An Interconnected Culture of Belonging

Counselors, Community, Commitment: A Network of Support

As WT expands and deepens its commitment to wellness, equity, inclusion, and justice, each community member plays a part in helping students to feel safe, seen, supported, and included. Middle School Counselor Sara Leone and Upper School Counselor Asia Shannon know that more than most.

middle schoolers work on balloon project
Upper School students Sofia Shapira (L) and Kamili Wiley (R) build their own stress balls as part of “Wellness Wednesday,” a monthly program designed to promote stress relief and build community.

“We must be proactive in ensuring that our curriculum, programming, and interventions are preventative in nature, and tailored to the needs of our students. This starts with Social Emotional Learning (SEL)­—the foundation of a student’s well-being,” notes Shannon. “Research shows that students who participate in effective SEL programs show increased academic performance, improved classroom behavior, an increased ability to manage stress and depression, and have better attitudes about themselves, others, and school in general.”

“Middle School is often a time for social uncertainty anyway, and the pandemic conditions have intensified that; some students are experiencing challenges in making meaningful social connections in ways that feel authentic,” adds Leone. “This can lead to feelings of anxiety or loneliness. The good news is, WT was already doing a lot of work in this realm. SEL skills like empathy, self-regulation, and self-awareness are intentionally built into the Middle School experience.”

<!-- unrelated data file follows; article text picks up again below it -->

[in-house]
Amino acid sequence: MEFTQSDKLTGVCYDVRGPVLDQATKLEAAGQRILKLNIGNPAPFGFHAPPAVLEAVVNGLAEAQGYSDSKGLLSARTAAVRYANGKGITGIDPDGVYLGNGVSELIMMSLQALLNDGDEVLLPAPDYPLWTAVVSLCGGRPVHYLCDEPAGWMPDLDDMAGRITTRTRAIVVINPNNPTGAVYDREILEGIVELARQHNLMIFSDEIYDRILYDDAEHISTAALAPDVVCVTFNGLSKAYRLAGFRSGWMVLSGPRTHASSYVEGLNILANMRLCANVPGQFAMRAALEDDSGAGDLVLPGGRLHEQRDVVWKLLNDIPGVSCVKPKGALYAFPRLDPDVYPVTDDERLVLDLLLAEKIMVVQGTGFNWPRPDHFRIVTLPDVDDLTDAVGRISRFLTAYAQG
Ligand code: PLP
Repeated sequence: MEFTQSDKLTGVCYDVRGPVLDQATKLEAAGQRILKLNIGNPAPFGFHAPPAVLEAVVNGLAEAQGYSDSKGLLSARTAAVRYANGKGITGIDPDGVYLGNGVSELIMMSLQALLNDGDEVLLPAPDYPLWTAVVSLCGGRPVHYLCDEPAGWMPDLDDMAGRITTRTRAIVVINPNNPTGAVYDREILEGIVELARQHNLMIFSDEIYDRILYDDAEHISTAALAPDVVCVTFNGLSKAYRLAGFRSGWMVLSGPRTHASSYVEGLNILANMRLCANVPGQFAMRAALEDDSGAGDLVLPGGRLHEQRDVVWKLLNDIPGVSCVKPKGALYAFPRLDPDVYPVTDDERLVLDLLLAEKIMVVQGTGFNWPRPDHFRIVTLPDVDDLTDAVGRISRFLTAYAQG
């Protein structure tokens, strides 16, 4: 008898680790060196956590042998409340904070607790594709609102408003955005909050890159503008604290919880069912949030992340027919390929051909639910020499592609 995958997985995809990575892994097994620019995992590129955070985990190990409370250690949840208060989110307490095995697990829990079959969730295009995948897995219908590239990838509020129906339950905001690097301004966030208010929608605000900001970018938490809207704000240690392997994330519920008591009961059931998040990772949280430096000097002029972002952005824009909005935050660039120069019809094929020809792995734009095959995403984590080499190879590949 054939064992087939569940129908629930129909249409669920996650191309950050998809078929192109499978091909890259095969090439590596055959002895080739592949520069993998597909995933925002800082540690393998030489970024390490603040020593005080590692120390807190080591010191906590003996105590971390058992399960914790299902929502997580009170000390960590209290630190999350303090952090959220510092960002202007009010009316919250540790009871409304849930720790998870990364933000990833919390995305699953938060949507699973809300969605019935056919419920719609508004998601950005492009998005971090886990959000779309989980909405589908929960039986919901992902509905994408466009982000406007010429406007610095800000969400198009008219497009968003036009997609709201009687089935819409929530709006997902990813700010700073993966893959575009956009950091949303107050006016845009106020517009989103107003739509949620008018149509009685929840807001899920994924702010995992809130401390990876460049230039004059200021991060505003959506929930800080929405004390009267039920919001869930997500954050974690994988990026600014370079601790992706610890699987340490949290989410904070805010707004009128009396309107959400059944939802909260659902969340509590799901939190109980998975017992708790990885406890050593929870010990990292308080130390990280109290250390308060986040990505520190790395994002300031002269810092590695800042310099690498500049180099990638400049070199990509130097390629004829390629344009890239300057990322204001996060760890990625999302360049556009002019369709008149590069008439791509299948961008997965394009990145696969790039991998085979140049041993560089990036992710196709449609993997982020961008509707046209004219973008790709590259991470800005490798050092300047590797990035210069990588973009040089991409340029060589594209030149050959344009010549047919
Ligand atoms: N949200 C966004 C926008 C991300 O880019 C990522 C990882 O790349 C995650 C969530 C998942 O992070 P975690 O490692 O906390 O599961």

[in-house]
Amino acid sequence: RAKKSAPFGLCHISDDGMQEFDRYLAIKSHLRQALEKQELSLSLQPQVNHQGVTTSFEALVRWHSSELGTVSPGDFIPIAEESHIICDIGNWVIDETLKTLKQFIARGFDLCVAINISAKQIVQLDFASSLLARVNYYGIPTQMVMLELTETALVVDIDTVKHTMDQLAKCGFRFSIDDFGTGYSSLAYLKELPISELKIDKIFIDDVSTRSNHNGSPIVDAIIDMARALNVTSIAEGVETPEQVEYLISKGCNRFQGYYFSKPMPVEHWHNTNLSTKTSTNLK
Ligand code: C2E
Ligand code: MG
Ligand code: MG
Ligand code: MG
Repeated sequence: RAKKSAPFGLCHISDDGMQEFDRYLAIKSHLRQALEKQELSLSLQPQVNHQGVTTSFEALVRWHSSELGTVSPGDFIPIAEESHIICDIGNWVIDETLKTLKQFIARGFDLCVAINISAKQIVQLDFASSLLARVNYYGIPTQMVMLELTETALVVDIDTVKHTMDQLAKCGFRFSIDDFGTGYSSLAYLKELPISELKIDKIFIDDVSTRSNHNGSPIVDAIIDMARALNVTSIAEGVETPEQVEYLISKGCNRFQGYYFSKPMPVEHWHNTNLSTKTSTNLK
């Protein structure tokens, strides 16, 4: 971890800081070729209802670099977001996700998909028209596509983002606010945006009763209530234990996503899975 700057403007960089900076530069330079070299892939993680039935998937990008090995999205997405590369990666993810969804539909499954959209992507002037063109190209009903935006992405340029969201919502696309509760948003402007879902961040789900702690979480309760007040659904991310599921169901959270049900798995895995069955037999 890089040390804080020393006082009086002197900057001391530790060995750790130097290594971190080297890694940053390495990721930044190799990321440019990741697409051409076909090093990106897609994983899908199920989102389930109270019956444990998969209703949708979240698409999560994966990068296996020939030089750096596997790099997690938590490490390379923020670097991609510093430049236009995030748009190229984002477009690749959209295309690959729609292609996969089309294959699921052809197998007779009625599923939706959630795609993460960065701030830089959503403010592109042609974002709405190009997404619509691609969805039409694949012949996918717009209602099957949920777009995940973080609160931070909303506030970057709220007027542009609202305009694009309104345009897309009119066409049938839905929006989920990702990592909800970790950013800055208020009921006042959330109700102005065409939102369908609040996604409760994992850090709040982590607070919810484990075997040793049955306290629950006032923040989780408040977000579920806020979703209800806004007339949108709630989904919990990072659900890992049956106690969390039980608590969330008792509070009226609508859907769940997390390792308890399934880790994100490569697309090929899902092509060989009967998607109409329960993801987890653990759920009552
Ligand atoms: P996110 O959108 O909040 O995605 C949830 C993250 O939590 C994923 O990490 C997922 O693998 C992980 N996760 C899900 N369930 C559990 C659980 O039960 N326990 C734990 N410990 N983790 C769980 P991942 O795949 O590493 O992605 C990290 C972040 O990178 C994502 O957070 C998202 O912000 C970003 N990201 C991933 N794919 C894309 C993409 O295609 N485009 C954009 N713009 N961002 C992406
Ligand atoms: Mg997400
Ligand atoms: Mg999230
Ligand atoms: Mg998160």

Solution-Focused Strategies

While social uncertainty has long been a challenge for Middle School students, an Upper School student’s stressors are more likely to include academic pressure, fear of failure, and conflict within friend groups. Each issue requires a different approach, and WT’s commitment to well-being goes several steps beyond, recognizing that solutions vary not only from struggle to struggle, but student to student.

“My counseling style is one that is solution-focused,” shares Shannon. “My goal is to highlight the strengths and attributes of our students, shifting their focus from the problem to their capabilities of solving the problem. For student conflicts, I find that providing space for students to express their thoughts and feelings, directly to the other party, is an effective strategy. It gives students an active role in solving their own problems.”

Middle School strategies, says Leone, are integrated throughout the day. “Our goal is to help students feel safe, heard, and like they belong to their school community through developmentally appropriate, deliberate approaches, such as our Student Wellness Mission Statement, a hands-on and active advisory program, and an SEL curriculum in all Middle School Health classes.”

“Communication is Key”

As vital as Leone and Shannon’s roles are, they always circle back to the imperative of a community-wide network for student wellness.

“Communication is key,” Leone states, unequivocally. “As a group of professional adults serving a school community, our number one goal is to keep students safe and well. I want students to realize they have a team of people supporting them as they figure out who they are, and how they want to contribute to the world around them.”